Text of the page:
Mom, your daughter made it !

I’m pheeling assam, toorly ispichless.whyein i wass in iscool, my teachers alwayjh tautt me one theenk success hajh a simple phurmula, do your besht, people may layik ittt,sho I’m here nowu.

This is a rare gem. A worthy candidate for Nepanglish Hall of Fame ! I’m planning to show this video to my students.

03. Bow your head

What do you do when you know the older (also called senior) teachers in the school resent the fact that – you are new and probably a smartass!

I hate the fact that most of these teachers in the school are generally cold, unsmiling and unreceptive.

I kinda frowned when the teacher conducting the morning assembly instructed this to students over the mic, “Get ready for morning prayer. Bow [bow as in show] your head and close your eyes.”

I didn’t want to be rude (or step over the line – cos I’m the new guy). So, this is what I did. During a break, I got some his students to learn the meanings of ‘bow’ when pronounced as bow (as in cow) and bow (as in show). At first, they gave me this confused and suspicious look. Then, I got my notebook out, and made them listen to the two distinct pronunciations of ‘bow’, and asked them to refer to their dictionary. They did and I also taught them the uses of phrase “bow your head/s down”.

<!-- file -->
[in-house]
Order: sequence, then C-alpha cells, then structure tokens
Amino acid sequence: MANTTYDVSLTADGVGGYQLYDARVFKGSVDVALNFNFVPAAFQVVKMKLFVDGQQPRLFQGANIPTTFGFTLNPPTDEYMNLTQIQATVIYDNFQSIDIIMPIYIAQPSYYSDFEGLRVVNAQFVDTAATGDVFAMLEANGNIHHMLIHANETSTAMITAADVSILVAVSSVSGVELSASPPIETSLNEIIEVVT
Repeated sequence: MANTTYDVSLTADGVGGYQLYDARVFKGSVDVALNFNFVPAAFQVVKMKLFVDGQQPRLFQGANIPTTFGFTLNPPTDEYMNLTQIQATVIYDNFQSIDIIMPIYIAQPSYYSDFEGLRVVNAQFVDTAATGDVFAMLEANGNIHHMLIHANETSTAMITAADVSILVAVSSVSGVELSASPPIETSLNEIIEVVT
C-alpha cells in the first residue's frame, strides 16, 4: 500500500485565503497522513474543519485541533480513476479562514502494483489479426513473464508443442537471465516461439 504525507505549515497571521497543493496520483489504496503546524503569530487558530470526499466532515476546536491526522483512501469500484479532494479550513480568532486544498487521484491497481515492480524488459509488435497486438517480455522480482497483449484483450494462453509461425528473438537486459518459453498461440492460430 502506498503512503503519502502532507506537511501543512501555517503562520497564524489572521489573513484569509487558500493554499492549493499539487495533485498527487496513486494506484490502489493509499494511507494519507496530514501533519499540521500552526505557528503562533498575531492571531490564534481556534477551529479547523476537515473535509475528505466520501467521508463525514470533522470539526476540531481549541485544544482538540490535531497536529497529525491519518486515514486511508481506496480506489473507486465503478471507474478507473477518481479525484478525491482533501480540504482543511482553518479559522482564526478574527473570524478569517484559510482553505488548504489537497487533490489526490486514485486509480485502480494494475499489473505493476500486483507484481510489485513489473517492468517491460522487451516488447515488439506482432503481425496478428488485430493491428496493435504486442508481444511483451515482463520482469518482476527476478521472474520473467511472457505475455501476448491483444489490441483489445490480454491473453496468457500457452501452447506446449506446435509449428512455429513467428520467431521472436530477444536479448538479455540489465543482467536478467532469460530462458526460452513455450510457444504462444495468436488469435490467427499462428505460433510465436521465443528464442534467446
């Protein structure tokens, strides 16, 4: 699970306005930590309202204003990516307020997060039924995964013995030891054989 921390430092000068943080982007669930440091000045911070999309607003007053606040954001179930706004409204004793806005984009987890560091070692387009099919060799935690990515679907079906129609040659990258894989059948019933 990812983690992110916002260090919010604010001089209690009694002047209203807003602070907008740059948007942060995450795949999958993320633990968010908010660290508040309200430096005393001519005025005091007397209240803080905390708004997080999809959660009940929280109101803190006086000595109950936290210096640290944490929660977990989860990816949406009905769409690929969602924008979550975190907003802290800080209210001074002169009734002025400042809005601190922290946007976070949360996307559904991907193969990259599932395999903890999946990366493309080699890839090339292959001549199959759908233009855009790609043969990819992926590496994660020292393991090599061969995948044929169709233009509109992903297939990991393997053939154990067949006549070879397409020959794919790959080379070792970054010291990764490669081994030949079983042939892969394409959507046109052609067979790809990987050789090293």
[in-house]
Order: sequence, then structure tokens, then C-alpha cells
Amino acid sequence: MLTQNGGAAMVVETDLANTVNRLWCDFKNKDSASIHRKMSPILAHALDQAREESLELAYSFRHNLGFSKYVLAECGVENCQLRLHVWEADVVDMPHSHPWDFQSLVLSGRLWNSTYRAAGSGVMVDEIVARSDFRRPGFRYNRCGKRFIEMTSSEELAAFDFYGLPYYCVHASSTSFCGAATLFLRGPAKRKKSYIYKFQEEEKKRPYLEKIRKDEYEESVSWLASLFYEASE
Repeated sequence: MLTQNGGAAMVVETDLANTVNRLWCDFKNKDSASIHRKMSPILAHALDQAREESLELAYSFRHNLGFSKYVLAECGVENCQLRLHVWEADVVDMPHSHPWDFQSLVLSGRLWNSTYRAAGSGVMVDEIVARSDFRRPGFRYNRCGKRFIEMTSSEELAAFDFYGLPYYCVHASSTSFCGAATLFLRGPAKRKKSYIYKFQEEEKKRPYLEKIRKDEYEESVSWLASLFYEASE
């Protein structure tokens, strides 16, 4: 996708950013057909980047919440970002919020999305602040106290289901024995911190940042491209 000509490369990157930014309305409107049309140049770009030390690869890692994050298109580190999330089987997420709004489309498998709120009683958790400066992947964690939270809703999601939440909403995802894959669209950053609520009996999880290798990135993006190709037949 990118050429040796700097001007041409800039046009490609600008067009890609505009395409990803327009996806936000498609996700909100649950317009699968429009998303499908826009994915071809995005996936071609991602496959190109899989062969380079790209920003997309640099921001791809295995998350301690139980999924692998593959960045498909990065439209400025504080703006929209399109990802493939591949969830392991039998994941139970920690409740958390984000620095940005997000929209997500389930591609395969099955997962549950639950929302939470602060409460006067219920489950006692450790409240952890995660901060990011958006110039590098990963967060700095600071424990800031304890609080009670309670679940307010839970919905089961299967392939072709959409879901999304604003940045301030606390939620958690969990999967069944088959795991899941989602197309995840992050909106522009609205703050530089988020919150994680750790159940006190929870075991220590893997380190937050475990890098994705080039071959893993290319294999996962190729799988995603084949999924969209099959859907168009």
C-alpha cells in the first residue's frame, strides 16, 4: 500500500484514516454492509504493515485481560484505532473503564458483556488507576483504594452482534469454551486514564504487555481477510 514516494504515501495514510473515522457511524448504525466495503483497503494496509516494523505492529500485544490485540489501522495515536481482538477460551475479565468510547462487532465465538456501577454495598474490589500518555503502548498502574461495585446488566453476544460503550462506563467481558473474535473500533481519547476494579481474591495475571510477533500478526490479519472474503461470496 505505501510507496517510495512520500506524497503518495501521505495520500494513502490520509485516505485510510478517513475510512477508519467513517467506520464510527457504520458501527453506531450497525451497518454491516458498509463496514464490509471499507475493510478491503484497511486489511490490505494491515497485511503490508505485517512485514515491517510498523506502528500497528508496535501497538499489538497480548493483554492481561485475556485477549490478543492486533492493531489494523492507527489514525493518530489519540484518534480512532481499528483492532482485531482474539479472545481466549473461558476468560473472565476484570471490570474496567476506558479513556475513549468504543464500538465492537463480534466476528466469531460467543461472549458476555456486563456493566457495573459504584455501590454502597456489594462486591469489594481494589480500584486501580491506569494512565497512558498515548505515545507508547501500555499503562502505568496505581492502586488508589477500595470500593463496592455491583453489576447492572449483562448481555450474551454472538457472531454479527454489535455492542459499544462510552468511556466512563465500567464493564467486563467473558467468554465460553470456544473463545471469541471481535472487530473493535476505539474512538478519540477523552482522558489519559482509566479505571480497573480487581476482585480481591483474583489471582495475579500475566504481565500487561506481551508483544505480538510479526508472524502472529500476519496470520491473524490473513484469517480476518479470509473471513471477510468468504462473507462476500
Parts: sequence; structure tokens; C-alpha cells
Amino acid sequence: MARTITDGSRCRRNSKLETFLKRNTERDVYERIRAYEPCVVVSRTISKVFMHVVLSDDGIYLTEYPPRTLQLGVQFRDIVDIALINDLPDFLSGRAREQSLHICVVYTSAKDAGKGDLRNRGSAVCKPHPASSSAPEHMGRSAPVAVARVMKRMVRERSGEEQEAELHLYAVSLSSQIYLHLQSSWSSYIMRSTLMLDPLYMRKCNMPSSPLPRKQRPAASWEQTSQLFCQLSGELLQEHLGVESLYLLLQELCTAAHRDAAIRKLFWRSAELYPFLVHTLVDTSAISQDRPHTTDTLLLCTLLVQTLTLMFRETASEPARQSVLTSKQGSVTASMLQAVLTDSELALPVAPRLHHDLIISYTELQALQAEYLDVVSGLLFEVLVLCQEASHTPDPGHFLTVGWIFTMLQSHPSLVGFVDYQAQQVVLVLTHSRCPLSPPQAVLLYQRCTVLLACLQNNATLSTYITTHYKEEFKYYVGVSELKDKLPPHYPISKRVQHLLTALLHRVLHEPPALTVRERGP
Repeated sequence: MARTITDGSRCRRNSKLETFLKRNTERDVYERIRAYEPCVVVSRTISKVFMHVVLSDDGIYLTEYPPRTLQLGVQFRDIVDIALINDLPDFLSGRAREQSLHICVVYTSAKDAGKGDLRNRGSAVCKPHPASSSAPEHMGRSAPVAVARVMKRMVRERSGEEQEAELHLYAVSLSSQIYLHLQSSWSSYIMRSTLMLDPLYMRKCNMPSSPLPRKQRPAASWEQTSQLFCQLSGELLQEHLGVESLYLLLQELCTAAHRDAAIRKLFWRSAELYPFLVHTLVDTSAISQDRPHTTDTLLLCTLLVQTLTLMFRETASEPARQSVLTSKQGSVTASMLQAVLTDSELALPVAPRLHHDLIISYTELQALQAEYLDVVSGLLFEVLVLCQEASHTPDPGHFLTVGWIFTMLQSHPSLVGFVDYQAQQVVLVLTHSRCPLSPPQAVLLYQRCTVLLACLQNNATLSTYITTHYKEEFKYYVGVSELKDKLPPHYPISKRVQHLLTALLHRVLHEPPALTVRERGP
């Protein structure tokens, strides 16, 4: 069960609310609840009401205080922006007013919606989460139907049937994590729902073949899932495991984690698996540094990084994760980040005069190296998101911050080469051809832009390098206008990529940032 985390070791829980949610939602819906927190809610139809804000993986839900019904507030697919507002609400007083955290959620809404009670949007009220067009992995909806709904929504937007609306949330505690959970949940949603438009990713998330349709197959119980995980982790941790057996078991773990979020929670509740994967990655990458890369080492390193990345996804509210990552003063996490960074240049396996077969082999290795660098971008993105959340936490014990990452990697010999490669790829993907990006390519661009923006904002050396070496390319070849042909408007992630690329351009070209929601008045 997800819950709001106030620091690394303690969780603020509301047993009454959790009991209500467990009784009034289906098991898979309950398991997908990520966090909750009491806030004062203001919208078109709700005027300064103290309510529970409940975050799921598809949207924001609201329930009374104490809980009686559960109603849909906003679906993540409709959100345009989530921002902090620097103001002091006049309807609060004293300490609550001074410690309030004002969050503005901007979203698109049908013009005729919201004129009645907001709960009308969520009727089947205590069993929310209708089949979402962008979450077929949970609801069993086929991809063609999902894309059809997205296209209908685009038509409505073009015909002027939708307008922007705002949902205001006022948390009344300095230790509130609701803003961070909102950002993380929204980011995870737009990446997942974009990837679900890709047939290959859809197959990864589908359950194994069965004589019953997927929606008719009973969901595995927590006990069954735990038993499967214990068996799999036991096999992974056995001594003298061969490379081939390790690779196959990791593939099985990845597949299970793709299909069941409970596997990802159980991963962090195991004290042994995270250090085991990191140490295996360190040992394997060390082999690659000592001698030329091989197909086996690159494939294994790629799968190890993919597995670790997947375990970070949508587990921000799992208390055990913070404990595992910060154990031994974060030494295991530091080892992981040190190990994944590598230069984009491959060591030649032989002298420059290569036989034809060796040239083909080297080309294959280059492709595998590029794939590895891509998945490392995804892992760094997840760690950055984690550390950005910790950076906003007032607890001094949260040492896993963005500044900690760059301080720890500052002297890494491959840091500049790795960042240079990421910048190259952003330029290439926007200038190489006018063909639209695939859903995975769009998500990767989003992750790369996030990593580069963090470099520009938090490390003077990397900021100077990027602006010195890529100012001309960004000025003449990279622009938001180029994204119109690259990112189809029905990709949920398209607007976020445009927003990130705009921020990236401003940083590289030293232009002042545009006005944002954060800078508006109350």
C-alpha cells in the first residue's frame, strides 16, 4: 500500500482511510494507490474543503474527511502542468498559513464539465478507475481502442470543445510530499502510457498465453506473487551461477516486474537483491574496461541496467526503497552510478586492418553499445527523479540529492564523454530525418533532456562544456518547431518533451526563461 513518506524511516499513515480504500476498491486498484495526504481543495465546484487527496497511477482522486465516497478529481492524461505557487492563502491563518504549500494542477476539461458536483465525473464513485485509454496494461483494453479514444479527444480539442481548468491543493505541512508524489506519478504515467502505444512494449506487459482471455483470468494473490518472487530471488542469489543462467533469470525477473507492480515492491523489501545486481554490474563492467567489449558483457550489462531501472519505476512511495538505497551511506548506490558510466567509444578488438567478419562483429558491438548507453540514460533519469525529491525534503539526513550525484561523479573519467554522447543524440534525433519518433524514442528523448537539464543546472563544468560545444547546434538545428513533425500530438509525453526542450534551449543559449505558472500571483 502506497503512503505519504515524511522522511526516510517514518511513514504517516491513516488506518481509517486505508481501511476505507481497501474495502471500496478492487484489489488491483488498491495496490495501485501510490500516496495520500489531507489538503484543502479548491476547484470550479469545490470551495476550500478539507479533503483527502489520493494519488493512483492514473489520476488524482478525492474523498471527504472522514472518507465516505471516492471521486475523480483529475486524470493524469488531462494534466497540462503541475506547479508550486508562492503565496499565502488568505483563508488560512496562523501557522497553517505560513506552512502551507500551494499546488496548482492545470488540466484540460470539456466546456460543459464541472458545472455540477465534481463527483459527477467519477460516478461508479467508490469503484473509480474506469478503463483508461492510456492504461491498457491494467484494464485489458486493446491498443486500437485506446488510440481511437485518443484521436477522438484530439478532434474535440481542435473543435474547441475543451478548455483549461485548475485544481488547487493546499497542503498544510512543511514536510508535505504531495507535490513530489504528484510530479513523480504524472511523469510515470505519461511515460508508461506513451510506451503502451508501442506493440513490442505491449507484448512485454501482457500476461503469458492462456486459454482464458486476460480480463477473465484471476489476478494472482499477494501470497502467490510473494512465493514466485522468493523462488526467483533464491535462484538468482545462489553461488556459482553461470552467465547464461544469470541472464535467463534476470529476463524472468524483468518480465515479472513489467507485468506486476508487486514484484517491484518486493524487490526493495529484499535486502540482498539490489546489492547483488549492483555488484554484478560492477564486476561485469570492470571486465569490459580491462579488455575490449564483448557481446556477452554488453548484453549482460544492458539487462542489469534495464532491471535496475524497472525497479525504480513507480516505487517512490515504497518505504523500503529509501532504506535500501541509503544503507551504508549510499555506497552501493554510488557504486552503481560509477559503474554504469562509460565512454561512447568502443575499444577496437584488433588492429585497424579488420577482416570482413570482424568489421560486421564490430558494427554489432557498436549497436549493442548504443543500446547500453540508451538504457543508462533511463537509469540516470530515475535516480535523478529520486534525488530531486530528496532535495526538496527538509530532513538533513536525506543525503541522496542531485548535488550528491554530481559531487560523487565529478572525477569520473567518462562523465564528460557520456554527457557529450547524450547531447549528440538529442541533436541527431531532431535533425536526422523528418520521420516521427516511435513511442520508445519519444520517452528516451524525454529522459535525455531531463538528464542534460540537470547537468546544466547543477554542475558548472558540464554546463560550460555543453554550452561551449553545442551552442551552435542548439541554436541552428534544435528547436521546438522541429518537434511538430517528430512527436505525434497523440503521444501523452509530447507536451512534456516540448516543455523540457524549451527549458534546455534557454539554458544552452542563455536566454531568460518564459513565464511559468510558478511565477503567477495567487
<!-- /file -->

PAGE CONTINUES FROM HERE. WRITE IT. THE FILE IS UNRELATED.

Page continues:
Surprisingly, after a few days, the teacher used the correct pronunciation of ‘bow’ in the assembly. The students must have done it somehow.

That was one of the “Oh-YES” moments for me, but I also knew that I was gaining a bad rep among the teachers.

02. Hit a bird with bullet !

(Pic: Internet)

I was teaching “If sentences” to the students of Class IX the other day, and here’s what one student said:
“If you hit a bird with bullet, it will die.”
So, instead of using a gun, you’re gonna ‘throw’ bullet, right ? I asked. And, we all laughed.

Grammatically correct, but the sentence does not make any sense.

There’s another instance related to “bullet”, this one is by a teacher.
“The skin of rhino is so thick that a bullet can not enter inside”.

I’m guessing this is probably because Nepali expressions use “goli” like in “goli haanera maarnu“, “goli laagera mornu“, “goli chalaunu” and so on, instead of “banduk le hannu” or “banduk chalaunu“.